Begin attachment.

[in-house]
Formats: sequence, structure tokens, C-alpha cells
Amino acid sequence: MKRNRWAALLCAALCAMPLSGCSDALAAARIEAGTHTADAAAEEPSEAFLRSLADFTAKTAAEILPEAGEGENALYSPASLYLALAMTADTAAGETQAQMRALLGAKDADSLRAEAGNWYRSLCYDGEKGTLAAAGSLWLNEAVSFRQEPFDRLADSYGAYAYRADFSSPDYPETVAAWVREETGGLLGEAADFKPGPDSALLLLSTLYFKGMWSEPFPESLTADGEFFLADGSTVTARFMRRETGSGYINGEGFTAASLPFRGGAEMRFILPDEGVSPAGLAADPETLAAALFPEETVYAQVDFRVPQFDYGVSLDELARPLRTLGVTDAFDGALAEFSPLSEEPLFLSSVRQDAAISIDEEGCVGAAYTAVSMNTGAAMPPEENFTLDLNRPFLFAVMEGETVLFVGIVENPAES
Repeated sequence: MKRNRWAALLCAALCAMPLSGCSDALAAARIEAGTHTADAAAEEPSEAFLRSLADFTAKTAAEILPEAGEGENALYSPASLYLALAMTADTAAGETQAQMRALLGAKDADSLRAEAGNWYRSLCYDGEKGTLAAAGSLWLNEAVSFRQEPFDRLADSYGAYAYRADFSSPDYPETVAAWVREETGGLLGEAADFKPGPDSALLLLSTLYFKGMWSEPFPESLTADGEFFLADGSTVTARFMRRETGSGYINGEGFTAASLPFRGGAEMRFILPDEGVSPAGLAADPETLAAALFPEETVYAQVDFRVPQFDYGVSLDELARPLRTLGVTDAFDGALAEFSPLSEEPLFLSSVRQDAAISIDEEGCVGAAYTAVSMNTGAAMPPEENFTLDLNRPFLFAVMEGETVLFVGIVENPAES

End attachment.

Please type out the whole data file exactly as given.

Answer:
[in-house]
Formats: sequence, structure tokens, C-alpha cells
Amino acid sequence: MKRNRWAALLCAALCAMPLSGCSDALAAARIEAGTHTADAAAEEPSEAFLRSLADFTAKTAAEILPEAGEGENALYSPASLYLALAMTADTAAGETQAQMRALLGAKDADSLRAEAGNWYRSLCYDGEKGTLAAAGSLWLNEAVSFRQEPFDRLADSYGAYAYRADFSSPDYPETVAAWVREETGGLLGEAADFKPGPDSALLLLSTLYFKGMWSEPFPESLTADGEFFLADGSTVTARFMRRETGSGYINGEGFTAASLPFRGGAEMRFILPDEGVSPAGLAADPETLAAALFPEETVYAQVDFRVPQFDYGVSLDELARPLRTLGVTDAFDGALAEFSPLSEEPLFLSSVRQDAAISIDEEGCVGAAYTAVSMNTGAAMPPEENFTLDLNRPFLFAVMEGETVLFVGIVENPAES
Repeated sequence: MKRNRWAALLCAALCAMPLSGCSDALAAARIEAGTHTADAAAEEPSEAFLRSLADFTAKTAAEILPEAGEGENALYSPASLYLALAMTADTAAGETQAQMRALLGAKDADSLRAEAGNWYRSLCYDGEKGTLAAAGSLWLNEAVSFRQEPFDRLADSYGAYAYRADFSSPDYPETVAAWVREETGGLLGEAADFKPGPDSALLLLSTLYFKGMWSEPFPESLTADGEFFLADGSTVTARFMRRETGSGYINGEGFTAASLPFRGGAEMRFILPDEGVSPAGLAADPETLAAALFPEETVYAQVDFRVPQFDYGVSLDELARPLRTLGVTDAFDGALAEFSPLSEEPLFLSSVRQDAAISIDEEGCVGAAYTAVSMNTGAAMPPEENFTLDLNRPFLFAVMEGETVLFVGIVENPAES